One of the cutter’s keels erupted with an enormous vapor bubble, disgorging metal. From the epicenter of the explosion, a shockwave shook the waters around the vessel. Gunfire from the stricken craft ceased instantly, and the conning tower tipped sideways as the ship began to sink.
Three remaining cutters began to swerve close together to put up a tighter curtain of fire.
“Jump left; I’ll release another missile!” Dominika called out.
“Got it!” Sameera replied.
From behind her, Dominika’s Strelkannon launched a second missile.
With the increasing volume of enemy flak all around them, Dominika’s missile detonated just short of the mark, struck by the errant gunfire. Vapor from the explosion created a brief screen between themselves and the fleet that the pair used to reposition. Sameera engaged her jets and solid fuel boosters and veered quickly to avoid the guns, keeping her cameras trained on both the enemy and Dominika to insure they were not separated. Dominika hit a sharp right instead.
Rising up the water table, Sameera swept up and to the left out from under the ships.
While the ventral guns shot at nothing, the dorsal guns retrained on Sameera as she rose.
All around her the water parted in white lines pushed aside by supercavitating bullets. Brief muzzle flashes indicated continuing gunfire. Bubbles and water vapor dispersed like fog around the Cutters as the disturbances from previous explosions settled and the white clouds of fresh blasts bloomed amid the dim blue ocean. A geyser of water bubbles erupted from the sinking cutter below as another section failed due to pressure. Soon it would fall out of sight and strike the sea floor.
All of this was happening in such a brief span of time, it could hardly be thought about. Seconds, moments, instants of Sameera’s life, flashes too minute to ever be memories. Punctuated with more violence than any ordinary person would ever see in a lifetime. Sameera let out a breath, her eyes were starting to tear up from the stale air in the cockpit. She was focused, steeled.
I was insane enough to stare those fucking things in the face. I can handle this.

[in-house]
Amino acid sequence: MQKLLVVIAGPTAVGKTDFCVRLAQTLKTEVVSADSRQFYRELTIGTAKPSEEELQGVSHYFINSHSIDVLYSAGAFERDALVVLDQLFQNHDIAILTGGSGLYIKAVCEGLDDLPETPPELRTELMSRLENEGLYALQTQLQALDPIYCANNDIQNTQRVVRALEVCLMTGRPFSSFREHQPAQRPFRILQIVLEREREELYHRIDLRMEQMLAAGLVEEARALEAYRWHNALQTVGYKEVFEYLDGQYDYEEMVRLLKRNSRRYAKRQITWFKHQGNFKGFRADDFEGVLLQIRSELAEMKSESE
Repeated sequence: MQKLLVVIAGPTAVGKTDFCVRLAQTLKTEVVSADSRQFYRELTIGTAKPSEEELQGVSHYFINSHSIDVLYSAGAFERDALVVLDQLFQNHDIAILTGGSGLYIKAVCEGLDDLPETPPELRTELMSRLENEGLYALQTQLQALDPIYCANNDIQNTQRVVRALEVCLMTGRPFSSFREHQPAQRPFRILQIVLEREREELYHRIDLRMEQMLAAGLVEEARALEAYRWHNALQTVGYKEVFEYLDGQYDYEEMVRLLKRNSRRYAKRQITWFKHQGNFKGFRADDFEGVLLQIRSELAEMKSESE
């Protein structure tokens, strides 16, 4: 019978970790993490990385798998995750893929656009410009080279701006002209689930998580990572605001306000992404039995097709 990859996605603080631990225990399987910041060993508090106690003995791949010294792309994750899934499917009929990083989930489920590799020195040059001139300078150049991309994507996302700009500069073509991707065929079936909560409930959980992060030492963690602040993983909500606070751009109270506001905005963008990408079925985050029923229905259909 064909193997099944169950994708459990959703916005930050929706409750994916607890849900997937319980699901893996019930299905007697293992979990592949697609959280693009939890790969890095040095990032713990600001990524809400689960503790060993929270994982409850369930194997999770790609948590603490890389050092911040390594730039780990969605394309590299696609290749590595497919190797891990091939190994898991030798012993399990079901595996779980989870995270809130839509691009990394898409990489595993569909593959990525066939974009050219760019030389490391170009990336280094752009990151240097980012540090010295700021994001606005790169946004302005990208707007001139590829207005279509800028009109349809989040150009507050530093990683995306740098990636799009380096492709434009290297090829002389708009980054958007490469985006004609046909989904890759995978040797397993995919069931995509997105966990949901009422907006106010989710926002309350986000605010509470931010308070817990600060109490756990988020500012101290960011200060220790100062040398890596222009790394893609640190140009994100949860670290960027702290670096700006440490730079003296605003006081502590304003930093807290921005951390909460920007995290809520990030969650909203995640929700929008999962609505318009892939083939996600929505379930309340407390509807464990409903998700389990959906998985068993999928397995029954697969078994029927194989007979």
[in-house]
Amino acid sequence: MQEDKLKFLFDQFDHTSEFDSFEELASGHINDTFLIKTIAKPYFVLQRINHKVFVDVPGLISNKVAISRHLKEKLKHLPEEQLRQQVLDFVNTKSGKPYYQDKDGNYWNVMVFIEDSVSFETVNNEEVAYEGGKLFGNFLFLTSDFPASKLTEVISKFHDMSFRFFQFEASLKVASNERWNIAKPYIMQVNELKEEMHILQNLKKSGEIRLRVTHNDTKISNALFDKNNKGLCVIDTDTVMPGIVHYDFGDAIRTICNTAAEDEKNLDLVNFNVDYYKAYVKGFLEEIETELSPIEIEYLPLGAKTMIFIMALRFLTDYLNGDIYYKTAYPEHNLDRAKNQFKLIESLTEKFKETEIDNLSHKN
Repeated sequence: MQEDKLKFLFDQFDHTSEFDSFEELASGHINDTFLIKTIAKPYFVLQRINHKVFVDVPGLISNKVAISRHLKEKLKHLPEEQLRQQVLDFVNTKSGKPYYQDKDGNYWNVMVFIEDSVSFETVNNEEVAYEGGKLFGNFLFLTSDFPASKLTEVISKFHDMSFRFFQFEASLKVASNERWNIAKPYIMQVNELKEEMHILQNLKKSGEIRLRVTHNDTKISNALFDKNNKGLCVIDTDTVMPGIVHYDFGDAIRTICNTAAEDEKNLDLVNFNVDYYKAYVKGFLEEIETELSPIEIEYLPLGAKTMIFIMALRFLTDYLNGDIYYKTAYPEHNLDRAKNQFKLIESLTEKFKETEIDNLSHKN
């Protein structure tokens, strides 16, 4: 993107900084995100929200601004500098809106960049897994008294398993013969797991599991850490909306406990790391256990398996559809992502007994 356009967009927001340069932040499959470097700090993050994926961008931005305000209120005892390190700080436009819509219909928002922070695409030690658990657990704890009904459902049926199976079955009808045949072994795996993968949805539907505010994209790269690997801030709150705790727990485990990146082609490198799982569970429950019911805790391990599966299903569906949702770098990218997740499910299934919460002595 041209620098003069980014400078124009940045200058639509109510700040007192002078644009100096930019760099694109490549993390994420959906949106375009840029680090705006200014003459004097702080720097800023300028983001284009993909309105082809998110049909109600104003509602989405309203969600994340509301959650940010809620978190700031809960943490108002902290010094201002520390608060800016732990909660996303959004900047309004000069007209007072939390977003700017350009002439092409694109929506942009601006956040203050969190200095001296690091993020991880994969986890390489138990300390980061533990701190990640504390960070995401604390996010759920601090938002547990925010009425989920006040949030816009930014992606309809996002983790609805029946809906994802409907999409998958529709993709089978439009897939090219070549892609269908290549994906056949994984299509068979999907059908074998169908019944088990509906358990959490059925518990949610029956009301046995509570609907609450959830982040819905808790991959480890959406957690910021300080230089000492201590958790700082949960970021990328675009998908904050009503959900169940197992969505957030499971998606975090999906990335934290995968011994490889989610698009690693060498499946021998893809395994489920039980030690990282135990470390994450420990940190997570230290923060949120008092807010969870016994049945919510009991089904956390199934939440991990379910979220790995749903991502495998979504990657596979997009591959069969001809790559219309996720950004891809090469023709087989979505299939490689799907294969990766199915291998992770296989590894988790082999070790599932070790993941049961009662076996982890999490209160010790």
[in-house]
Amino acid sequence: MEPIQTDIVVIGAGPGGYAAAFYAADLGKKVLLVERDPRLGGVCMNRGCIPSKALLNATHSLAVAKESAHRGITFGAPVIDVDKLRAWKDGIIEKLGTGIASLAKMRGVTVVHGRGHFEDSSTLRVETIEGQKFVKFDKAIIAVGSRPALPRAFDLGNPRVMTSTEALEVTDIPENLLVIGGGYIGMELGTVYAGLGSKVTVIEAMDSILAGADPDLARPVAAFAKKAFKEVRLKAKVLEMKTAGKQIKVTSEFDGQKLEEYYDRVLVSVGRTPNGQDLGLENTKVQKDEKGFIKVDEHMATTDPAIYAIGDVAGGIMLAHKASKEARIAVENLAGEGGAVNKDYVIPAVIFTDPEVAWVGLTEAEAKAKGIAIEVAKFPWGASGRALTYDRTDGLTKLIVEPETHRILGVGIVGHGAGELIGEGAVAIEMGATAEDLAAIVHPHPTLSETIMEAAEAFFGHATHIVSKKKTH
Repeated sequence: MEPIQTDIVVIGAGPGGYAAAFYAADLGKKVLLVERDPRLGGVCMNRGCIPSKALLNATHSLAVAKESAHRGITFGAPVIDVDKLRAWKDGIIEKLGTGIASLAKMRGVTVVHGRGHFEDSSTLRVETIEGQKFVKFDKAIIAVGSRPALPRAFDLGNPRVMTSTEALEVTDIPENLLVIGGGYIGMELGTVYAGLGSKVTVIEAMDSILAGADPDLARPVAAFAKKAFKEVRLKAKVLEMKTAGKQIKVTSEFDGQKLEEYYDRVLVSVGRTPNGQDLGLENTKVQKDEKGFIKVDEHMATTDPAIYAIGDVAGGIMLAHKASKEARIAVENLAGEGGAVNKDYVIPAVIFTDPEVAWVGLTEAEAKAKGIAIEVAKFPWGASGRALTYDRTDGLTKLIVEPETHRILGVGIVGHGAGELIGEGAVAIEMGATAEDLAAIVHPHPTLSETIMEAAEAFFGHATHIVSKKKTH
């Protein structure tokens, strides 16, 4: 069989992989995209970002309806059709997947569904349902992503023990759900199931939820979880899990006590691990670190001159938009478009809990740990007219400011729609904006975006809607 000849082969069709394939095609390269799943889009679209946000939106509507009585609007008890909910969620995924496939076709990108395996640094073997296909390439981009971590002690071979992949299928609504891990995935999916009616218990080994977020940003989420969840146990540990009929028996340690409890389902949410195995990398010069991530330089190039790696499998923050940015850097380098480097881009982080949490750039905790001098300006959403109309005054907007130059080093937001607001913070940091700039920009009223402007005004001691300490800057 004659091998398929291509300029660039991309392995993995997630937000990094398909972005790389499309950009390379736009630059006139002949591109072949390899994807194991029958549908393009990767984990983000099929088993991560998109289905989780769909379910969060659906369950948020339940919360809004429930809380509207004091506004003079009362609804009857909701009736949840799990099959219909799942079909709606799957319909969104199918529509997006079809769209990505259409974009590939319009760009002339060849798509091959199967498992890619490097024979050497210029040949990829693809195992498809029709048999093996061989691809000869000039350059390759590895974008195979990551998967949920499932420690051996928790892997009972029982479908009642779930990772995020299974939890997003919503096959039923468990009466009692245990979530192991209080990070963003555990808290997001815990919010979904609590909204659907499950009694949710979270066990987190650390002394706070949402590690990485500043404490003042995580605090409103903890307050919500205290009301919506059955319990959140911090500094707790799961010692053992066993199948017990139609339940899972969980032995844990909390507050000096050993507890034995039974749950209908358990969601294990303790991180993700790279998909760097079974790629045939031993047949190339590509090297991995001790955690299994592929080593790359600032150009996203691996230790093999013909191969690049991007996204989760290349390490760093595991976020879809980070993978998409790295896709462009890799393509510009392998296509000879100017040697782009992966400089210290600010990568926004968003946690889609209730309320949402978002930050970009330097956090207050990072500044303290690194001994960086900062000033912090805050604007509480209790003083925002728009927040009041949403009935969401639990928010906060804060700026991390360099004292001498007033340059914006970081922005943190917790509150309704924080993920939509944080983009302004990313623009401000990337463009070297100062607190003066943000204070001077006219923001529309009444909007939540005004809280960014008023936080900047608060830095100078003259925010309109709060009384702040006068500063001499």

Sameera always put her body on the line. She had to; it was the only place she belonged.
For a brief instant, on the edge of one of her cameras a new, flashing red square appeared.
Sameera noticed it and reacted immediately, darting at full speed in its direction.
“Incoming contacts, Nika.”
“Intercept them and quit calling my nickname so much.” A calm, stoic voice immediately responded.
Sameera loved that. She didn’t have any expectation that Nika would ever like her anyway.
Grinning to herself, she withdrew a weapon from behind the Cossack’s backpack.
Upon taking the gear off the magnetic strip it was attached to, this seemingly rectangular, unintelligible object sprang to life in her mech’s hand. One half released and snapped into place atop the other. A handle attached to a blade with an armored rear end protecting a rail, battery and driving gear for the saw-blade cutting surface. Called variously diamond swords or diamond cutters, depending on the size and shape, these were the Union’s simpler version of the Imperial vibrosword. A long, spinning blade made of diamond and depleted agarthicite, wielded in hand.
Sameera’s sword could have cut into a ship, but it would not be turned on them for now.
Her “Cossack” shone brightest when it came to fighting other Divers.
It was almost the same as cutting up Leviathan meat. They were prey; she was the hunter.
“Sorry fellas, but I’m the only one who has a date with this lady~!”
Swerving to avoid flak, she launched into a sudden charge toward the incoming Divers.
Within sight a pair of rotund imperial Volkers appeared from the murk with 37 mm rifles in hand. Like an egg tapering down into a waist where legs could go, and shoulders that arms could slide into, these were quite basic enemy Divers. They had traced the explosions to Dominika’s Strelkannon and were moving in the direction their predictors told them the missiles came from.
Their rear cameras must have seen Sameera closing in.
Likely it was the inexperience of the pilots that led them not to pay attention to their flank.
Sameera raised her SMG and fired a burst of 20 mm gunfire ahead of them, mid-charge.
Five bullets exploded harmlessly in their vicinity, and in a panic, they came to a dead stop.
Sameera was on top of them in the next instant.
Bursting up above them and then suddenly shifting all her thrust downward, she smashed her sword on nearest Volker, digging into the shoulder and the helmeted head at the front of the round chassis. Her sword’s spinning teeth ripped a jagged wound right over the enemy’s cockpit.
Dead. Not even the faintest response from that unit as Sameera changed targets.
Acting fluidly in that same instant of violence, she ripped her sword from her first victim and raised her Gepard to the second, firing off a five-round burst into the side of the second Volker point blank. Fist sized blasts tore bits of armor off the arm and hip, but one bullet got deep into the arm joint before exploding under the shoulder. Bubbles and foam burst out of this tiny orifice.